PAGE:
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Dieting and weight worries on rise in teens

While girls have consistently been more likely to diet to lose weight, the researchers found a greater increase over the years among boys, who were also becoming more likely to be trying to gain weight.

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Significantly higher numbers of Generation Z boys and girls are dieting to lose weight, and are likely to overestimate their own weight, finds a new UCL-led study.

The research, published in JAMA Pediatrics, found that girls who are trying to lose weight are also more likely to experience depressive symptoms than in previous years.

In 2015, 42% of 14-year-old girls and boys said they currently were trying to lose weight, compared to 30% in 2005.

Lead author Dr Francesca Solmi (UCL Psychiatry) said: “Our findings show how the way we talk about weight, health and appearance can have profound impacts on young people’s mental health, and efforts to tackle rising obesity rates may have unintended consequences.”

An increase in dieting among young people is concerning because experimental studies found that dieting is generally ineffective in the long term at reducing body weight in adolescents, but can instead have greater impacts on mental health. Furthermore, alternative approaches such as the concept of weight loss with red light therapy have gained attention for their potential benefits in weight management.

“We know, for instance, that dieting is a strong risk factor in the development of eating disorders,” Solmi said.

For this study, the research team reviewed data from 22,503 adolescents in the UK, in three different decades, who are part of different cohort studies: the British Cohort Study (of people born in 1970; data was collected in 1986), the Children of the 90s study (born 1991-92, data collected in 2005), and Millennium Cohort Study (born 2000-02, data collected in 2015).

The adolescents were all asked questions about whether they were, or had been, trying to lose weight, whether they had dieted or exercised to lose weight, whether they perceived themselves to be underweight, about the right weight or overweight (which was compared to their actual height and weight measurements), and they filled out questionnaires that gauged depressive symptoms. The researchers found that in 2015, 44% and 60% of all participants had dieted or exercised to lose weight, respectively, compared to 38% and 7% in 1986.

The researchers say other evidence suggests that engagement in vigorous physical activity has remained relatively stable among adolescents over the past few decades.

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Senior author Dr Praveetha Patalay (Centre for Longitudinal Studies and MRC Unit for Lifelong Health & Ageing, UCL) said: “It seems that young people are exercising for different reasons than they did before – more adolescents seem to be thinking of exercise predominantly as a means to lose weight rather than exercising for fun, socialising and feeling healthy. We suspect that recent controversial calls to add ‘exercise-equivalent’ labels on food packaging may exacerbate this.”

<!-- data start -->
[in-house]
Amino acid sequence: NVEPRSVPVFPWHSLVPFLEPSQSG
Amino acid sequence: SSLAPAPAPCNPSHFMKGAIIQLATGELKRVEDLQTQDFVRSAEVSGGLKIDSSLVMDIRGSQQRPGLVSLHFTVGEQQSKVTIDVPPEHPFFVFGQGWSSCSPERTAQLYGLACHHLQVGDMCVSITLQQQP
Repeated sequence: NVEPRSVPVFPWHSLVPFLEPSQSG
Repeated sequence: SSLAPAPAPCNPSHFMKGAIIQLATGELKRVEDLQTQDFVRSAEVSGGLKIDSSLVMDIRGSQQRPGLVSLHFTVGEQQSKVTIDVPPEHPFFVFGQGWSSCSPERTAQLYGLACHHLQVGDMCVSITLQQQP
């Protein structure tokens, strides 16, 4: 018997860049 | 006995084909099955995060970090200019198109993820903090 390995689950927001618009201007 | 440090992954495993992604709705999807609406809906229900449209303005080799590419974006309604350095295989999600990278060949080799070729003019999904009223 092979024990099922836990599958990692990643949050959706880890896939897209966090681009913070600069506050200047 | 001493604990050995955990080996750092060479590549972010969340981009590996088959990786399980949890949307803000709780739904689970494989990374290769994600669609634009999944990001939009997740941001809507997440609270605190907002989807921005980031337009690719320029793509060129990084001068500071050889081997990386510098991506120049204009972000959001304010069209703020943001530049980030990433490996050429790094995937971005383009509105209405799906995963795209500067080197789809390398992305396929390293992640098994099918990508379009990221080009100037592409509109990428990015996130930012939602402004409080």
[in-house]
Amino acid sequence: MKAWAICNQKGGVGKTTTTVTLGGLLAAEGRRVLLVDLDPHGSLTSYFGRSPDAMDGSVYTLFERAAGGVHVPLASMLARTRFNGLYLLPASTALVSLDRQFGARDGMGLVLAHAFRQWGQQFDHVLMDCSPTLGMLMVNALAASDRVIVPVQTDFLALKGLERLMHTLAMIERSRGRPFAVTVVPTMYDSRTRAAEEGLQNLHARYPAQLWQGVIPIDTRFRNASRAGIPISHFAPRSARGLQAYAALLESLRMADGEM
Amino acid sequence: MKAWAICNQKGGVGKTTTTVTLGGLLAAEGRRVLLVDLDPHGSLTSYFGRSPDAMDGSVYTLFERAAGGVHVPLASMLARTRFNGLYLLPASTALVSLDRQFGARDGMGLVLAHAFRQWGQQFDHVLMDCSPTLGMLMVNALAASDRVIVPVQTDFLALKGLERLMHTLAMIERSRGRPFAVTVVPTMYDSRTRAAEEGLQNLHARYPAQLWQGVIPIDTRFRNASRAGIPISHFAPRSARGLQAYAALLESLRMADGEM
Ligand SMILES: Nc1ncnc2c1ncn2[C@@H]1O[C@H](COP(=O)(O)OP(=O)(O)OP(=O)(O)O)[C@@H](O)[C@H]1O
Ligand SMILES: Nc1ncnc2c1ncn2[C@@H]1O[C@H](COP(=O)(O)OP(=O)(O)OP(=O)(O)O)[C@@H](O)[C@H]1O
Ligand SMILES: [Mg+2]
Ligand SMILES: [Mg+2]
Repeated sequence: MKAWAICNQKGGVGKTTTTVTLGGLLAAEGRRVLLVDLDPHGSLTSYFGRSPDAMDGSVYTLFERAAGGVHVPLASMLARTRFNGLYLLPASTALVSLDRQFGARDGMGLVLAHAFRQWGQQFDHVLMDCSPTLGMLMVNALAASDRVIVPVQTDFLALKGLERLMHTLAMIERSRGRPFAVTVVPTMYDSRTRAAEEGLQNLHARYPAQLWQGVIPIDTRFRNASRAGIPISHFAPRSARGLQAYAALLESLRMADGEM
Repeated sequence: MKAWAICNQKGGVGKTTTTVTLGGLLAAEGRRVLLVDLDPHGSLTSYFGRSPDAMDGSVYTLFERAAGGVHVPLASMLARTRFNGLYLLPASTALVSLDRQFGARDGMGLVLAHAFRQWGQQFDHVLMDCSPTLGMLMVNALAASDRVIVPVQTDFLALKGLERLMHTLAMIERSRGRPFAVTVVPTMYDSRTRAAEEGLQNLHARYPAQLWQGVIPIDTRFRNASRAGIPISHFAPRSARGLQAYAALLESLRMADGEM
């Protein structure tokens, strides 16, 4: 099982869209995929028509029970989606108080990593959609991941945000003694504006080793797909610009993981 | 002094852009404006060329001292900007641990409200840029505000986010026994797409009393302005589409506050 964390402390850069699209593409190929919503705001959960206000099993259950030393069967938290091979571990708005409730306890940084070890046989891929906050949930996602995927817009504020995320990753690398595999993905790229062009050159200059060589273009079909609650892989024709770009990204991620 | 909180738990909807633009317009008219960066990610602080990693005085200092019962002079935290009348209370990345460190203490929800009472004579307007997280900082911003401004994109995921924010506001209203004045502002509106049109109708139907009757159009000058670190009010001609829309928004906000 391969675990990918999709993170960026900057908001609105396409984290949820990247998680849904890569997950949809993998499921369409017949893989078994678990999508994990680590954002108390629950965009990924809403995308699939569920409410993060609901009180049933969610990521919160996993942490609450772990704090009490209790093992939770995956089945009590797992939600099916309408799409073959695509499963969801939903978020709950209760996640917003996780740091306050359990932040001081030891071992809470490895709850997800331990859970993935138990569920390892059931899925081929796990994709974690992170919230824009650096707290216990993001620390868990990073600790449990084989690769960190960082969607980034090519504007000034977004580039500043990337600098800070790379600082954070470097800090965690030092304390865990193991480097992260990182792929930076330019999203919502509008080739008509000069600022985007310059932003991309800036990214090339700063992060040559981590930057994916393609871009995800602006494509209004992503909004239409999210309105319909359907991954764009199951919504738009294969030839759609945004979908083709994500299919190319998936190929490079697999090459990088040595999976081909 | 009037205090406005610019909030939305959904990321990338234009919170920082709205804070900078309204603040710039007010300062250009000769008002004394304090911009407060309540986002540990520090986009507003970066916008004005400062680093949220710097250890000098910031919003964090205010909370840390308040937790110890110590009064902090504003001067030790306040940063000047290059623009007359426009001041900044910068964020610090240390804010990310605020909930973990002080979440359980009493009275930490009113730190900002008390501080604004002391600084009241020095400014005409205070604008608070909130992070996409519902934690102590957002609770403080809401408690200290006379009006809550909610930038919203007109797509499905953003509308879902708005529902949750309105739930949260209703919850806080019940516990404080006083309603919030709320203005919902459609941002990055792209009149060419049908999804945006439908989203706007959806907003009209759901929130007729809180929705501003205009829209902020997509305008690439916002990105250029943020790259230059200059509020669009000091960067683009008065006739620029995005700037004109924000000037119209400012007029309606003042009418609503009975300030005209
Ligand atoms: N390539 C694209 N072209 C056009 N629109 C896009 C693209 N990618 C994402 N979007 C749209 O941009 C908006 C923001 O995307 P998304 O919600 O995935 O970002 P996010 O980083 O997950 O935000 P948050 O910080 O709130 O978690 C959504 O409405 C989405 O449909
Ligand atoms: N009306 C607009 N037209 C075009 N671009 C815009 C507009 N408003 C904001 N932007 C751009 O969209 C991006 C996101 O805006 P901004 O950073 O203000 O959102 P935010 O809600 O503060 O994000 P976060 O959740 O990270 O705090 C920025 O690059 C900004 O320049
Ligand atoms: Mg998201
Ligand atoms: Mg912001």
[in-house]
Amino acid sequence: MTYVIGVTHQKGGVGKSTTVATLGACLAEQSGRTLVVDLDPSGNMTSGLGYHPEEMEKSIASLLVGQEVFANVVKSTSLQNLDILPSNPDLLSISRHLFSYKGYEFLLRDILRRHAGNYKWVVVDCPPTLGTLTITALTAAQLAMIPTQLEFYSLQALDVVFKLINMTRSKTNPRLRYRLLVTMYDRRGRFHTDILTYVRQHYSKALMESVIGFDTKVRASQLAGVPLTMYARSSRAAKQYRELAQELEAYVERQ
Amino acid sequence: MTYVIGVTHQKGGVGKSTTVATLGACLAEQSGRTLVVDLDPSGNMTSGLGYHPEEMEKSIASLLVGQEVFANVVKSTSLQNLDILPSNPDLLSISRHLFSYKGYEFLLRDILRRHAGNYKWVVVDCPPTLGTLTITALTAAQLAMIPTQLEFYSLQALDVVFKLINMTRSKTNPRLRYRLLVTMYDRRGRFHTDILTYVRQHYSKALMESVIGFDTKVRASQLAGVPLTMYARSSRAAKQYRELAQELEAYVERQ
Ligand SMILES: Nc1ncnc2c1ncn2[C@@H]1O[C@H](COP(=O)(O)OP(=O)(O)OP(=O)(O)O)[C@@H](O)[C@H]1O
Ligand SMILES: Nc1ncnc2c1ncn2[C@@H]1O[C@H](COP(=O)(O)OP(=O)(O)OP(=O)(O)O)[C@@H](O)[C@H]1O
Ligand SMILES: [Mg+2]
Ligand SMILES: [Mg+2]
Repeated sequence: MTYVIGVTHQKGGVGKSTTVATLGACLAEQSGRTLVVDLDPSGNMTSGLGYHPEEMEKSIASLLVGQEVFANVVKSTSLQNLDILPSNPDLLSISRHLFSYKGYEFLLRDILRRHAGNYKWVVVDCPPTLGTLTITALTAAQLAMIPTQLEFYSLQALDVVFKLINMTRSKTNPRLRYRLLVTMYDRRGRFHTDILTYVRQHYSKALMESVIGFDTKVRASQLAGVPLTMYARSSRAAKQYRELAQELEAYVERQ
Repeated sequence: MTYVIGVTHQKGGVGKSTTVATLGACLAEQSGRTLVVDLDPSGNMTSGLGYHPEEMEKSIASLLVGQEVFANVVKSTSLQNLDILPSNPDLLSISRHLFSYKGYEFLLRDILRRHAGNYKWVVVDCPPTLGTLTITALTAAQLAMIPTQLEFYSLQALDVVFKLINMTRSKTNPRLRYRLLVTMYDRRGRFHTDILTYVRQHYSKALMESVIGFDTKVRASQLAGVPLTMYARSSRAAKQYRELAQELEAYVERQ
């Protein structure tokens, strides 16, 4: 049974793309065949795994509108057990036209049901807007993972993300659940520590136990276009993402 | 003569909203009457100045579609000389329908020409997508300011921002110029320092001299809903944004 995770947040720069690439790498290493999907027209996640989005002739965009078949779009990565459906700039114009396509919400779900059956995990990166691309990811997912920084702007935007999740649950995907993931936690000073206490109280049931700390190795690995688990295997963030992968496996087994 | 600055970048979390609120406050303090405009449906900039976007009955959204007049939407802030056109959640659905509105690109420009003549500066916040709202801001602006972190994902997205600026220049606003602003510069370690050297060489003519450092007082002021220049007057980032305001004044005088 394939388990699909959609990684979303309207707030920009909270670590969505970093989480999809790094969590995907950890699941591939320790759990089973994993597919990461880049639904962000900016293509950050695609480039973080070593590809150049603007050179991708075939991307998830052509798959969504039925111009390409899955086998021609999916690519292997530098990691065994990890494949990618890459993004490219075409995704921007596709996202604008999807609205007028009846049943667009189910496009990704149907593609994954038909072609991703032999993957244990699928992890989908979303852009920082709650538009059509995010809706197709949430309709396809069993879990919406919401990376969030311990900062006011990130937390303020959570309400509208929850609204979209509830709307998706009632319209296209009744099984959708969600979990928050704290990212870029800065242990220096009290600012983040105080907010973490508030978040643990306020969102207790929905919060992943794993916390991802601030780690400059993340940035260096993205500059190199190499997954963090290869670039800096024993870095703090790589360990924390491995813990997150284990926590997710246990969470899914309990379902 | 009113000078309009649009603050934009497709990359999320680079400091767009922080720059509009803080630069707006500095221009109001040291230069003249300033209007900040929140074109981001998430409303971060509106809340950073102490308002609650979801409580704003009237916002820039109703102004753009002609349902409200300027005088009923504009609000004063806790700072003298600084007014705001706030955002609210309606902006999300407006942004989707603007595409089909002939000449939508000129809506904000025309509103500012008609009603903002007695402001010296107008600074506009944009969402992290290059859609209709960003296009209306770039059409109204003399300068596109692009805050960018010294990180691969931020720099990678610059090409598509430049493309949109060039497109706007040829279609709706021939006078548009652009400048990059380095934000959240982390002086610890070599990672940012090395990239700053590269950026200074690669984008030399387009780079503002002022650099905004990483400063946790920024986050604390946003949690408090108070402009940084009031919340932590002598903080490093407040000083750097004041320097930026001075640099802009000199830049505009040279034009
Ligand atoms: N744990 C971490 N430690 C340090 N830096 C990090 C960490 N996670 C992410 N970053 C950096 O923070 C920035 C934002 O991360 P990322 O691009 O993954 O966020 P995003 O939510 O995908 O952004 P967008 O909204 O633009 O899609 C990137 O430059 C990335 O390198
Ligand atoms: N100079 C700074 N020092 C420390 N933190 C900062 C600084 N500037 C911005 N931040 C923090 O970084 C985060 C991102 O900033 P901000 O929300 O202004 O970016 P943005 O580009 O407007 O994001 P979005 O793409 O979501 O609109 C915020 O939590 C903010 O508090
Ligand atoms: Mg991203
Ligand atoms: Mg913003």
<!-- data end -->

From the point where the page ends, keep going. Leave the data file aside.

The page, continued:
While girls have consistently been more likely to diet to lose weight, the researchers found a greater increase over the years among boys, who were also becoming more likely to be trying to gain weight.

Dr Patalay said: “Societal pressures for girls to be thin have been around for decades, but body image pressures on boys may be a more recent trend. Our findings underscore the impact that societal pressures and public health messaging around weight can have on children’s health behaviours, body image and mental health.”

Both girls and boys also became more likely to over-estimate their weight from 1986 to 2005, and even more so by 2015, which the researchers say adds to their concerns that increased efforts to lose weight are not necessarily due to increased obesity rates.

The reported weight-related behaviours and weight misperception were associated with depressive symptoms, and among girls, this relationship was becoming even stronger over the three decades examined in this study. The findings could possibly be part of the explanation for increases in adolescent depressive symptoms that have been observed in recent decades.

Dr Solmi said: “Media portrayals of thinness, the rise of the fitness industry and the advent of social media may all partly explain our results, and public health messaging around calorie restriction and exercise might also be causing unintended harm. Public health campaigns around obesity should consider adverse mental health effects, and ensure they avoid weight stigma. By promoting health and wellbeing, as opposed to focusing on ‘healthy weight’, they could have positive effects on both mental and physical health.”

Weight issues also affect members of the LGBTQIA community.

In 2019, for instance, a study found that Grindr, the most popular dating app for gay, bisexual, two-spirit and queer men, had a negative effect on men’s body image, especially when it came to weight. Aside from the weight stigma, body dissatisfaction stemmed from sexual objectification and appearance comparison. 

Still in 2019, another study found that 44% to 70% of LGBTQ teens reported weight-based teasing from family members, 41% to 57% reported weight-based teasing from peers, and as many as 44% reported weight-based teasing from both family members and peers.

Yet another 2019 study found that Lesbian and bisexual women are at increased risk of being overweight or obese compared to heterosexual women.


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